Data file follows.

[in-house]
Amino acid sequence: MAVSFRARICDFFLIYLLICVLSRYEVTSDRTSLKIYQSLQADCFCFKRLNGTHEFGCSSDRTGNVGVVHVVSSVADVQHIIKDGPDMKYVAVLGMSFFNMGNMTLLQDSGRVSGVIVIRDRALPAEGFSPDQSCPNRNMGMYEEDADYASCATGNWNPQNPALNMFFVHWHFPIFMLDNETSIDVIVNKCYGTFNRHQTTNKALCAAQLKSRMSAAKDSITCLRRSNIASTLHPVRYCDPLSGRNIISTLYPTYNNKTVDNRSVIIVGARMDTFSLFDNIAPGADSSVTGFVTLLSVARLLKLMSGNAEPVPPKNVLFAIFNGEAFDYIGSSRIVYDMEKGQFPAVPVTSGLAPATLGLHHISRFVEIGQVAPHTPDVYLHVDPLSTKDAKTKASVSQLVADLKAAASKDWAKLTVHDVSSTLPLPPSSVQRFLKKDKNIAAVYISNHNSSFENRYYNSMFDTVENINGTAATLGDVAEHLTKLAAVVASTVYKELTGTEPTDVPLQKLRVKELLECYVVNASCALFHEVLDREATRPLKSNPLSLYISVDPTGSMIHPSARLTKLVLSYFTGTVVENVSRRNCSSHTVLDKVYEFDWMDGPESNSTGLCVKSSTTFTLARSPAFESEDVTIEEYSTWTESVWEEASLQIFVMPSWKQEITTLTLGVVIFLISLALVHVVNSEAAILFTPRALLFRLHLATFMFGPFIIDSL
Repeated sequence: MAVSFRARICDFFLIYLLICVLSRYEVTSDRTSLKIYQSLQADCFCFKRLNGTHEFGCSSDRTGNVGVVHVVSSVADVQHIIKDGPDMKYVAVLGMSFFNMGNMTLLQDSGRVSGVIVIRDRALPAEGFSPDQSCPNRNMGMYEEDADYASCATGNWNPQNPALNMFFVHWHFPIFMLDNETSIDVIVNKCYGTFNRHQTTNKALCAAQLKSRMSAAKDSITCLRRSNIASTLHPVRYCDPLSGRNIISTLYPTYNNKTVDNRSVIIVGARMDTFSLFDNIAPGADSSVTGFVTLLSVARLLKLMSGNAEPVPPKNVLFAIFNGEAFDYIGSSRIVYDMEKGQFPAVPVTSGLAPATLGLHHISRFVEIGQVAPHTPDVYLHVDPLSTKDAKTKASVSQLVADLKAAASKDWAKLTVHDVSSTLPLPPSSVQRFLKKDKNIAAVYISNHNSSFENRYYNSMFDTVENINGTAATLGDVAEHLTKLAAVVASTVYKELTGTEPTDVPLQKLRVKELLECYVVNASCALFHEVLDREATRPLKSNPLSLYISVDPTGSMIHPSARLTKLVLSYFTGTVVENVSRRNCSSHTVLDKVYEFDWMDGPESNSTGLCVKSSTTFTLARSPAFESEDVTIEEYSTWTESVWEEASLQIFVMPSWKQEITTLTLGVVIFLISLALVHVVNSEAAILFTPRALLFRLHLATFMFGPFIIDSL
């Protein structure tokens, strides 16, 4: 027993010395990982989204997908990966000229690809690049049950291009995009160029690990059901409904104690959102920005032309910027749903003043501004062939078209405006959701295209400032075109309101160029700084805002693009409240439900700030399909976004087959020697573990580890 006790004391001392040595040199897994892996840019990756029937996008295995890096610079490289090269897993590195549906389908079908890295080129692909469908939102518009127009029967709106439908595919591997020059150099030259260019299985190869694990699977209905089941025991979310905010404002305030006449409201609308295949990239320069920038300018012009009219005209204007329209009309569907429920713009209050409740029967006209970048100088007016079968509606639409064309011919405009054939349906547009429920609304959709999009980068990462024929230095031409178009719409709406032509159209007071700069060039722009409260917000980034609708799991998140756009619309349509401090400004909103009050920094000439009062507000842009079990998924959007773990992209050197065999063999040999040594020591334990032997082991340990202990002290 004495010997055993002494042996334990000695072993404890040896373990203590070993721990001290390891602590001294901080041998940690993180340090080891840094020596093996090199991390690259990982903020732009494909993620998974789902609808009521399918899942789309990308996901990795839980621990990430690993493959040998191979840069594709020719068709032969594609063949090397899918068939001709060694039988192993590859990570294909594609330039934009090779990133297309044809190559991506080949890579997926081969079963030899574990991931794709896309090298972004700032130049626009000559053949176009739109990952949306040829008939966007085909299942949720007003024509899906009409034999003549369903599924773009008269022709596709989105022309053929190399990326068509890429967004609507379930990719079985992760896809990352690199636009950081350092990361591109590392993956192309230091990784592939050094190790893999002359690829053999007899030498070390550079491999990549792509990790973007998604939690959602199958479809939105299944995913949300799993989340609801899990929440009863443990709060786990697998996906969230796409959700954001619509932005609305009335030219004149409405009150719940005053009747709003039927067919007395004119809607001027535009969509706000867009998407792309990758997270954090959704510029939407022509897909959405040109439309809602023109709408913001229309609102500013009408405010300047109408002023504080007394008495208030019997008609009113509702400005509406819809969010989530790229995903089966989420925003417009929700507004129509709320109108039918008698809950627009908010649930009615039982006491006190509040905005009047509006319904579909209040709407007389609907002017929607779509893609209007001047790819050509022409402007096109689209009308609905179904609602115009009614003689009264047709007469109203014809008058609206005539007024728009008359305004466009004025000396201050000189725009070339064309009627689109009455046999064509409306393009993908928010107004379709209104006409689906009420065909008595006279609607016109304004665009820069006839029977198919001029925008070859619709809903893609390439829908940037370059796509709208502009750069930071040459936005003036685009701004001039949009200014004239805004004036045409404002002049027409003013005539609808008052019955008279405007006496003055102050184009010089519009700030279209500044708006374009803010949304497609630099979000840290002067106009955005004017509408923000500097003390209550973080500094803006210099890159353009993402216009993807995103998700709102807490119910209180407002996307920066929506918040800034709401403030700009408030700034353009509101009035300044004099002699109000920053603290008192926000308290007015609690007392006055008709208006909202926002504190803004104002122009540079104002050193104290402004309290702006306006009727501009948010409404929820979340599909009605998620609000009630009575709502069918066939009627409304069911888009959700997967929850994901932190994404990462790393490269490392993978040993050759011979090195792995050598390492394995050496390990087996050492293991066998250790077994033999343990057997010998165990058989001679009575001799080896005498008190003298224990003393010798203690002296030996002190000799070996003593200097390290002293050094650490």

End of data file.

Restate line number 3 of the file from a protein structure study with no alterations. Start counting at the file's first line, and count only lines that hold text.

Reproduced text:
Repeated sequence: MAVSFRARICDFFLIYLLICVLSRYEVTSDRTSLKIYQSLQADCFCFKRLNGTHEFGCSSDRTGNVGVVHVVSSVADVQHIIKDGPDMKYVAVLGMSFFNMGNMTLLQDSGRVSGVIVIRDRALPAEGFSPDQSCPNRNMGMYEEDADYASCATGNWNPQNPALNMFFVHWHFPIFMLDNETSIDVIVNKCYGTFNRHQTTNKALCAAQLKSRMSAAKDSITCLRRSNIASTLHPVRYCDPLSGRNIISTLYPTYNNKTVDNRSVIIVGARMDTFSLFDNIAPGADSSVTGFVTLLSVARLLKLMSGNAEPVPPKNVLFAIFNGEAFDYIGSSRIVYDMEKGQFPAVPVTSGLAPATLGLHHISRFVEIGQVAPHTPDVYLHVDPLSTKDAKTKASVSQLVADLKAAASKDWAKLTVHDVSSTLPLPPSSVQRFLKKDKNIAAVYISNHNSSFENRYYNSMFDTVENINGTAATLGDVAEHLTKLAAVVASTVYKELTGTEPTDVPLQKLRVKELLECYVVNASCALFHEVLDREATRPLKSNPLSLYISVDPTGSMIHPSARLTKLVLSYFTGTVVENVSRRNCSSHTVLDKVYEFDWMDGPESNSTGLCVKSSTTFTLARSPAFESEDVTIEEYSTWTESVWEEASLQIFVMPSWKQEITTLTLGVVIFLISLALVHVVNSEAAILFTPRALLFRLHLATFMFGPFIIDSL